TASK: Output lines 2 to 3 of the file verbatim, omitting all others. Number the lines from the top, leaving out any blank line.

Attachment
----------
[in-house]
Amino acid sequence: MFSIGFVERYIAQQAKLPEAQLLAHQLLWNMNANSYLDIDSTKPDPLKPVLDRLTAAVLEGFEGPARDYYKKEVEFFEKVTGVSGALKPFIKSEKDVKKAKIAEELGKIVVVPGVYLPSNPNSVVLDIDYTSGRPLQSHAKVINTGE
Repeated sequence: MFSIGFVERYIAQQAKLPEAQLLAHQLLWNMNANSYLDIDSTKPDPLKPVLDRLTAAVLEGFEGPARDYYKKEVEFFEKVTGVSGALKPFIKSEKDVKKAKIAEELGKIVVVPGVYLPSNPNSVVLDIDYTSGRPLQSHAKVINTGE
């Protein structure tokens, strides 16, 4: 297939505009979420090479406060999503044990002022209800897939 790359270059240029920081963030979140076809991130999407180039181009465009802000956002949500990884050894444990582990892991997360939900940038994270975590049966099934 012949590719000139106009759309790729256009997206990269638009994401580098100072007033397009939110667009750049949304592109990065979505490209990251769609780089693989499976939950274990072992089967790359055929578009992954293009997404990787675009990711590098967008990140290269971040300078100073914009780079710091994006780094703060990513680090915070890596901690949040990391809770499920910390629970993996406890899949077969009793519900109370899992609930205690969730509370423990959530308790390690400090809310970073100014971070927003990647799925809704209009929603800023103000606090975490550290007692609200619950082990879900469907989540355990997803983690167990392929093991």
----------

Amino acid sequence: MFSIGFVERYIAQQAKLPEAQLLAHQLLWNMNANSYLDIDSTKPDPLKPVLDRLTAAVLEGFEGPARDYYKKEVEFFEKVTGVSGALKPFIKSEKDVKKAKIAEELGKIVVVPGVYLPSNPNSVVLDIDYTSGRPLQSHAKVINTGE
Repeated sequence: MFSIGFVERYIAQQAKLPEAQLLAHQLLWNMNANSYLDIDSTKPDPLKPVLDRLTAAVLEGFEGPARDYYKKEVEFFEKVTGVSGALKPFIKSEKDVKKAKIAEELGKIVVVPGVYLPSNPNSVVLDIDYTSGRPLQSHAKVINTGE